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Date: Tue, 04 Mar 2014 04:04:30 +0000
From: Samuel Neves <>
Subject: Re: [PHC] wider integer multiply on 32-bit x86

On 04-03-2014 02:36, Solar Designer wrote:
> On Mon, Mar 03, 2014 at 06:23:32PM -0800, Andy Lutomirski wrote:
>> On Mon, Mar 3, 2014 at 6:13 PM, Solar Designer <> wrote:
>>> I think 4 instructions, including the loads and stores, for a 63x63->63
>>> multiply is rather good.  Without this trick, it'd take 4 _multiplies_
>>> to implement the equivalent via 32x32->32 (or perhaps 3 multiplies if we
>>> also use the 32x32->64).  Some bigint library could use this trick,
>>> perhaps for some nice speedup on those older CPUs/builds (does any use
>>> it already?)
>> I think that Poly1305 and related things use a similar trick, at least
>> on some architectures.
> I thought Poly1305 used IEEE double, so up to 53-bit only, and it's not
> a bigint library.  But yes, it's similar.

Poly1305 used the full x86 64-bit mantissa [1, Section 4]. So did
curve25519 [2]. According to Agner Fog, the floating-point and integer
multipliers in the Pentium III share the same circuitry (and the
floating-point multiplication has one extra cycle of latency), so the
only advantage here would appear to be register usage. Register renaming
does help there.

By the way, in the 63x63 -> 63 case the floating-point unit would
actually be computing the most-significant bits of the product, not the
least-significant. This could be used to compute the xor of both product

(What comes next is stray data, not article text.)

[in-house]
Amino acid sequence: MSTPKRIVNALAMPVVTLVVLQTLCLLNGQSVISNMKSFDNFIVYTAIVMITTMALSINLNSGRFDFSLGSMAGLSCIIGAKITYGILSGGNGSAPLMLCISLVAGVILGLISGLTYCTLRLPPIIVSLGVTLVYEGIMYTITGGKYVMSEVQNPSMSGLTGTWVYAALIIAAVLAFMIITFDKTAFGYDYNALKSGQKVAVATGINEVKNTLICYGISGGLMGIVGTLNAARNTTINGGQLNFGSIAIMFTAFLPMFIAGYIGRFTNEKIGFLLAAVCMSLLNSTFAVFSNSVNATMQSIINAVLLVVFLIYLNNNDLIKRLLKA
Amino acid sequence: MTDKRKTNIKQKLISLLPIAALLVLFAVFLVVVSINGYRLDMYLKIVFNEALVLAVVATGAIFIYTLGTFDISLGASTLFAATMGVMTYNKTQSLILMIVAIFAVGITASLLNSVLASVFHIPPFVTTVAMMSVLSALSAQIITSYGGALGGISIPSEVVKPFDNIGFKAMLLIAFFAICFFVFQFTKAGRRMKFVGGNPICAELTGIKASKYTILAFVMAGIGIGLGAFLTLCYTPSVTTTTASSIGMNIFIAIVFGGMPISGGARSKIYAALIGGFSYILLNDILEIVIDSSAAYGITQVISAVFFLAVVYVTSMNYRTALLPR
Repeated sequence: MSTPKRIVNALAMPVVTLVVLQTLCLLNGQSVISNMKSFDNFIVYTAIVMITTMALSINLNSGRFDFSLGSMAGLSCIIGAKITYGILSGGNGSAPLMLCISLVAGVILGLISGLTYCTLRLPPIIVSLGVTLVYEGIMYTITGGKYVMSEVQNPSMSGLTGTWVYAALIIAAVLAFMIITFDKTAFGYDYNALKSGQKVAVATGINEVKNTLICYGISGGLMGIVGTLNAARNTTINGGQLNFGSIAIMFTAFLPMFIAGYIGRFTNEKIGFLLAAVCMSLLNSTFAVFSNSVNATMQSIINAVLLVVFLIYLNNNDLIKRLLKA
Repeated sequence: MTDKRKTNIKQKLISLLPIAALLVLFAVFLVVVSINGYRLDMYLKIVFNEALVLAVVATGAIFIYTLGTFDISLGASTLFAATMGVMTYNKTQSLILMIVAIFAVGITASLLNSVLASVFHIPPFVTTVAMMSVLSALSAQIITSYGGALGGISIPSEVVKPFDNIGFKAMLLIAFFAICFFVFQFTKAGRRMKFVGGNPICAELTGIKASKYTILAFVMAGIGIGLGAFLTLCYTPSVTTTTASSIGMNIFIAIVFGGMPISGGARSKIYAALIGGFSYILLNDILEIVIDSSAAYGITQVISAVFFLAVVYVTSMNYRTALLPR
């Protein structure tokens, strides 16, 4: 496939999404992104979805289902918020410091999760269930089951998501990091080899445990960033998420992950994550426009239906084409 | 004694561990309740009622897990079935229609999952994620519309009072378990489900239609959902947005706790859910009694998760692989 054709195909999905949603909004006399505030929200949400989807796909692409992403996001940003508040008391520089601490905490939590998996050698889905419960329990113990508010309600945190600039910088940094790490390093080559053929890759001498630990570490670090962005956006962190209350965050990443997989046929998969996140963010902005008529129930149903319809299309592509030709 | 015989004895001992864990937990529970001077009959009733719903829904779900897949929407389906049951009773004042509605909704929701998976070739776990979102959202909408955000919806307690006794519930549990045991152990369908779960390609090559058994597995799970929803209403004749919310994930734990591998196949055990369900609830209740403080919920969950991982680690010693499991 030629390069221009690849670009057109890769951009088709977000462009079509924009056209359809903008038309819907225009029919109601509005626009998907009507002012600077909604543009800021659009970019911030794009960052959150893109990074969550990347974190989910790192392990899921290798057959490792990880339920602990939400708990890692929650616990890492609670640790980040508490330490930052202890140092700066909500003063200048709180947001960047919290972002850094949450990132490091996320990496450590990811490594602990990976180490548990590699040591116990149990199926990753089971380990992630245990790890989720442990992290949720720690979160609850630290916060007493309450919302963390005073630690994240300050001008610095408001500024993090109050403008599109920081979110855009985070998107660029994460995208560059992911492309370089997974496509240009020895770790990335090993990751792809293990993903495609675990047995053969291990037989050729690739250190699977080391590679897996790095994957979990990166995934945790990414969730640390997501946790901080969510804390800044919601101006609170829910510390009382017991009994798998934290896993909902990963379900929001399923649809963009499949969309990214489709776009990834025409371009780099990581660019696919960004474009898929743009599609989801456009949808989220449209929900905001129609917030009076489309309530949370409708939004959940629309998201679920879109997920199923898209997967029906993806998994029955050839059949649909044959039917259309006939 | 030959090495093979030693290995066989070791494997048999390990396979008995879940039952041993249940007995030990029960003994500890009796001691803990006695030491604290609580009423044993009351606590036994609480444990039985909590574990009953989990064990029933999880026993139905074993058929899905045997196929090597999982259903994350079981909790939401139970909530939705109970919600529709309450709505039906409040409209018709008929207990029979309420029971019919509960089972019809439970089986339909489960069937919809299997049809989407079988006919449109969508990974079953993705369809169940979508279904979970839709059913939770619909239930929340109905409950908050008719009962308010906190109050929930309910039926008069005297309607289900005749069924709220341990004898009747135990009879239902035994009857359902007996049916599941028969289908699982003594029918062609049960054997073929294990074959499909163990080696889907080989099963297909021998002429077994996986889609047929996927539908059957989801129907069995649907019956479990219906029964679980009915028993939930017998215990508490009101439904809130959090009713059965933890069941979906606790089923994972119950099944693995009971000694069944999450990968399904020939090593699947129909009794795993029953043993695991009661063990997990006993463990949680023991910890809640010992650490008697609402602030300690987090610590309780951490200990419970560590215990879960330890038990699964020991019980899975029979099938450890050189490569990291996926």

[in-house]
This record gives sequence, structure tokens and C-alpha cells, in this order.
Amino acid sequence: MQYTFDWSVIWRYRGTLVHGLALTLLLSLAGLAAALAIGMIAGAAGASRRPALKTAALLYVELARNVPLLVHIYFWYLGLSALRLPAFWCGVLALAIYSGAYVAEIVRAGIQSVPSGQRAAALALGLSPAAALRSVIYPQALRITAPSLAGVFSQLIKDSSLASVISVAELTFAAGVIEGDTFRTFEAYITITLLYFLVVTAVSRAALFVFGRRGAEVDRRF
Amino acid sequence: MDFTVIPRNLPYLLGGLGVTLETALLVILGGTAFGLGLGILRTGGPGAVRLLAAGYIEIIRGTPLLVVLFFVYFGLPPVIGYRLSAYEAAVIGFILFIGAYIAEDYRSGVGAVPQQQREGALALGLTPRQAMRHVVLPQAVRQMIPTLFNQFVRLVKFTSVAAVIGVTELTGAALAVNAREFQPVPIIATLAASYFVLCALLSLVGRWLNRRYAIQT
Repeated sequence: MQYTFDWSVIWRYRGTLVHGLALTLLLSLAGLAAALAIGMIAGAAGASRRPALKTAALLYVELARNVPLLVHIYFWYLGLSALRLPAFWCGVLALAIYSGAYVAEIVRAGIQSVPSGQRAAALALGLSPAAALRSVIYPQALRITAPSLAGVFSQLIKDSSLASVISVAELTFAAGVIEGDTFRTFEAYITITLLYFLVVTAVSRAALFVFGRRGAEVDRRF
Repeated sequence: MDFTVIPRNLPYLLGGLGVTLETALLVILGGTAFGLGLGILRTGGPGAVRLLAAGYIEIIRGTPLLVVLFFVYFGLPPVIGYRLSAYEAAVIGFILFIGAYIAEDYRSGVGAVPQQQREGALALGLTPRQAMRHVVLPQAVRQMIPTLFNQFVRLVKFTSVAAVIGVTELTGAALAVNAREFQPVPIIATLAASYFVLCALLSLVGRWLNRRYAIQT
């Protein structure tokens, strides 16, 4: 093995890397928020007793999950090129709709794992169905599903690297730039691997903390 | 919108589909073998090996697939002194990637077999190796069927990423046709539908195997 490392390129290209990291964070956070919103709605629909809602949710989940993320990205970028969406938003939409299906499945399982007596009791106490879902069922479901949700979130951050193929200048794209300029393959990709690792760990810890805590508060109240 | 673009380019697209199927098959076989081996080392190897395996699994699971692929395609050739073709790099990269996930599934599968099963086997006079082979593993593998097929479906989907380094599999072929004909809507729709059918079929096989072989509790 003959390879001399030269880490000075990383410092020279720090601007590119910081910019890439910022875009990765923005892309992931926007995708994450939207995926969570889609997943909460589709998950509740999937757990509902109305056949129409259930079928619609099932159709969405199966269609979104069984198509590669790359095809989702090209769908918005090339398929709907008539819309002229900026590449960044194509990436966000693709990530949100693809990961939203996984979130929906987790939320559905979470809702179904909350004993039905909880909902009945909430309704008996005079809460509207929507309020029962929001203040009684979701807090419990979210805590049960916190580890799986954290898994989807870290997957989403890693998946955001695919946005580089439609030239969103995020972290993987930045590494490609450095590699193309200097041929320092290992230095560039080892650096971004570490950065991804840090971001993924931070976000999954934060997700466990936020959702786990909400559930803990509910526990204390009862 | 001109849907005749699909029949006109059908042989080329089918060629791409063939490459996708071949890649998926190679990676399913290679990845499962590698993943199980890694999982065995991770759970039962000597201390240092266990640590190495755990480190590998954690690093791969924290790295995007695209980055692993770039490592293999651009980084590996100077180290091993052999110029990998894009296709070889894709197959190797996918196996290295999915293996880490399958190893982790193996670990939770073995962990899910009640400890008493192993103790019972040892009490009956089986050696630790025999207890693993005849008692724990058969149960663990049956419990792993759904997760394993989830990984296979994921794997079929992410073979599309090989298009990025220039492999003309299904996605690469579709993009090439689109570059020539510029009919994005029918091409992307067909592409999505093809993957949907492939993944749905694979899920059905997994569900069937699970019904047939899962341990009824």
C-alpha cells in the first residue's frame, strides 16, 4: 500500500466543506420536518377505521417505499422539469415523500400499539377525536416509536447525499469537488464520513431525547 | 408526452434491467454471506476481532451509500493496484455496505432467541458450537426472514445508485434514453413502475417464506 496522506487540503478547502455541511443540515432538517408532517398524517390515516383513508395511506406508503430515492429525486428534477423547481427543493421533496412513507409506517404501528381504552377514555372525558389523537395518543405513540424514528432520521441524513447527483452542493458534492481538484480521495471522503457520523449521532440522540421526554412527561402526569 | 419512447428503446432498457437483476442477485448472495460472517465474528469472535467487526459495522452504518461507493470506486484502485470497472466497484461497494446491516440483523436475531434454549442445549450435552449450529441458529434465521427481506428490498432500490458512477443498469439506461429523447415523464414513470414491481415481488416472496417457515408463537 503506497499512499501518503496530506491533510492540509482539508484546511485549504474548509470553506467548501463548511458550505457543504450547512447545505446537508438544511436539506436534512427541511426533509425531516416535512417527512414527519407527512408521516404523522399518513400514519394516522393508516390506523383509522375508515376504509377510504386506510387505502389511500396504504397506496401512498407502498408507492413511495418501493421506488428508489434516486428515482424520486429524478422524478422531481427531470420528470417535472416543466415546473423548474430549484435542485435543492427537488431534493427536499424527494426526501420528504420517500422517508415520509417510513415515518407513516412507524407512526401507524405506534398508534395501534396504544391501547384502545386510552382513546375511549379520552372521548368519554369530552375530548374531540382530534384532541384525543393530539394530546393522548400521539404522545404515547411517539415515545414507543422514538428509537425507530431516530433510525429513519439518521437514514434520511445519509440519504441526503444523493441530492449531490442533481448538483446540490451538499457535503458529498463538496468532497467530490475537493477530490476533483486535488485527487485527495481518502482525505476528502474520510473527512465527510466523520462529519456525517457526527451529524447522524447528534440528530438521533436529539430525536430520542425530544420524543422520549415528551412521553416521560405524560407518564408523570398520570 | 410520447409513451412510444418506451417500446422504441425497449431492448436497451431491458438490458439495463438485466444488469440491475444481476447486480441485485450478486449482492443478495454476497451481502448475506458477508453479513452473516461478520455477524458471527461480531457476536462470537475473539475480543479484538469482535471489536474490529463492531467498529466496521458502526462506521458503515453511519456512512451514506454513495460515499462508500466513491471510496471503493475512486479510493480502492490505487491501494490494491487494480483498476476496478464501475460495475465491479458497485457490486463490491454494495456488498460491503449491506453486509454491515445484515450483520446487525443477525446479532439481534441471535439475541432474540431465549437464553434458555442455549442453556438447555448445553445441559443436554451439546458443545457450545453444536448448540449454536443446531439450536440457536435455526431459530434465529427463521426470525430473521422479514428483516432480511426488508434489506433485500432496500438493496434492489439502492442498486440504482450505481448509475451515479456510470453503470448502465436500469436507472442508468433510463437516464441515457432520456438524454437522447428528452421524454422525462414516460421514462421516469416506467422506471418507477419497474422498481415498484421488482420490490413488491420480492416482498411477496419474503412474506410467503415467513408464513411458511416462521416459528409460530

halves relatively quickly, with the integer multiplier computing the
lower part, while the floating-point multiplier would compute the higher
part. Like so (warning: not thoroughly tested, but seems to work):

    // Compute 63x63 product, xor high half with low half
    static inline uint64_t fp_mul_hilo(uint64_t a, uint64_t b)
        static const long double twom63 =
        static const uint16_t ctrl = 0x1f7f; // 64-bit mantissa, round to 0
        uint64_t high;
        __asm__ __volatile__
            "fldcw   %4\n\t" // Only needed for setup, really
            "fildll  %1\n\t"
            "fildll  %2\n\t"
            "fmulp     \n\t"
            "fldt    %3\n\t"
            "fmulp     \n\t"
            "fistpll %0\n\t"
            : "=m" (high)
            : "m" (a), "m" (b), "m" (twom63), "m" (ctrl)
        return high ^ ((a * b) & 0x7FFFFFFFFFFFFFFFULL);

To be honest, though, I don't think using floating-point is worth it.
The only chip where floating-point convincingly beat integer was the AMD
K7, where you could dispatch a floating-point multiplication every
cycle, but an integer one only once every 3 cycles.


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